Renée McDonaldis a Melbourne based artist, sculptor and jewellery designer. She completed her Fine Arts degree and Honours majoring in Glass Blowing 2007. Reneé’s craft involves a delicate technique of inflating and manipulating molten glass into beautiful translucent objects. She has shown her work throughout distinguished galleries around Melbourne as well as frequently collaborating custom design collections.
Captivated by the ethereal aesthetic of Renée’s contemporary pieces, I invited her to participate in my group opening exhibition at Écume Gallery in 2015. Ever since, I have been intrigued to learn more about Renee’s creative process, challenges and inspirations, and also the ancient craft of glassblowing (that dates back to middle of the 1st century BC).
Tell us what led you to the art of glassblowing, and why? I was originally following my dream of being a painter and studying this at university. I met a glassblower and was mesmerized by the fluidity and movement of color and the actual medium of glass itself – the way it evolves from solid to liquid to solid again. Glassblowing appealed to me as a new challenge and a way to expand my creativity from painting on a canvas to painting with color in the glass.
I was lucky enough to get an interview and furthermore be selected for the course at Monash, leaving my paintbrush behind and moving onto the furnace.
Describe your process and technique: I like to work with loose guidelines and a rough idea of what I might like to create. However, being very open to letting the colors and medium dictate the piece. I think this is one of the most beautiful aspects of glass and I try to not control it too much.
What are the pros and cons of creating commissioned artwork? Well, it’s all pros really! Who doesn’t want to get the opportunity to create something beautiful that someone really wants. I’m always chuffed when I get approached for a commission, I consider it an honor.
However, if I had to pick one con it would be having to stick to a very strict brief sometimes, which can be challenging if in the moment you have a lighting bolt idea to try something radical. I have to hone it in and stick to the plan.
What/who inspires or influences your designs? I have always been heavily inspired by nature and my surrounds with color and texture constantly being a main focal point in my work. Sometimes I’ll be in the garden and find the most beautiful textures and patterns on a leaf and that sets a new wave of ideas to inspire me in the studio.
I find my work is very much dictated by my mood and energy levels on the day. It’s very hard for me to create something beautiful if I’m not feeling the creative energy, so I find if I’m not 100% in the zone, best to hold off making anything that day.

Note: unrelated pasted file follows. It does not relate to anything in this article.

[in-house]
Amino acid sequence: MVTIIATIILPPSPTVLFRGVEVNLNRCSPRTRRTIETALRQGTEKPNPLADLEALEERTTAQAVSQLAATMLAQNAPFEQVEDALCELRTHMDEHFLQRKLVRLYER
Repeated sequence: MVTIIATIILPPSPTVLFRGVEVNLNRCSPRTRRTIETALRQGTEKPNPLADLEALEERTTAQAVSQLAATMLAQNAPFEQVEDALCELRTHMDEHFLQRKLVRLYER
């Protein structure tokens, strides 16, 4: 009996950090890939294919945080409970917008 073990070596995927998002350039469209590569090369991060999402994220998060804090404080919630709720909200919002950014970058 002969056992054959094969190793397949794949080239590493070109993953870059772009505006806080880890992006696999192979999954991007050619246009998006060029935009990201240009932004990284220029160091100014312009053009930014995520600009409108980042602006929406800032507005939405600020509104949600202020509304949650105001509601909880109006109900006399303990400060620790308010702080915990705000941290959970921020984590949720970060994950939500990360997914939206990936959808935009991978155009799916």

What do you hope to create and achieve with your art? Beautiful pieces that move people or make them smile when they look at them. It doesn’t need to be tricky or fancy, sometimes the most simplistic pieces are the most captivating.
RENEE MCDONALD’S CHECKLIST:
WHAT WOULD BE YOUR DREAM CREATIVE COLLABORATIVE ENDEAVOR? Dinosaur Designs or Kip & Co. IF YOU WERE TO DANCE LIKE NOBODY IS WATCHING, WHAT WOULD BE THE SONG OF CHOICE:“Teardrops” by Womack & Womack. DESCRIBE YOUR ART STUDIO: Organized chaos and very colorful. WHAT IS THE ONE THING YOU CANNOT LIVE WITHOUT IN YOUR STUDIO? Music! FAVORITE ART GALLERY? Can’t go past NGV. MOST INFLUENTIAL/INSPIRING ARTIST (LIVING/DEAD) AND WHY? Dale Chihuly, glass artist, he was/is a real pioneer in creating glass sculptures that step away from the traditional idealistic vessel or functional glass. WHO WOULD YOU WANT MOST TO ART SWAP WITH? Some of my closest friends! They all have impeccable taste. BEST CAREER ADVICE: Enjoy it. And if you don’t, find something you do enjoy. Life is too short. UPCOMING EXHIBITIONS/PROJECTS? Collaboration with a Melbourne boutique for Spring/Summer
Australian abstract artist Boe Sapun is the founder and curator of Ecume Gallery. The Melbourne-based gallery represents both local, international, established, and emerging contemporary art. The idea of having great art accessible to a broad audience prompted the online gallery showcasing her own work, as well as a diverse range and ever-growing list of talented contributing artists. Boe’s passion is in discovering creative minds and understanding the finer nuances of their character which influence their process, inspiration, and art. Follow Boe Sapun and Écume Gallery on Instagram and Facebook.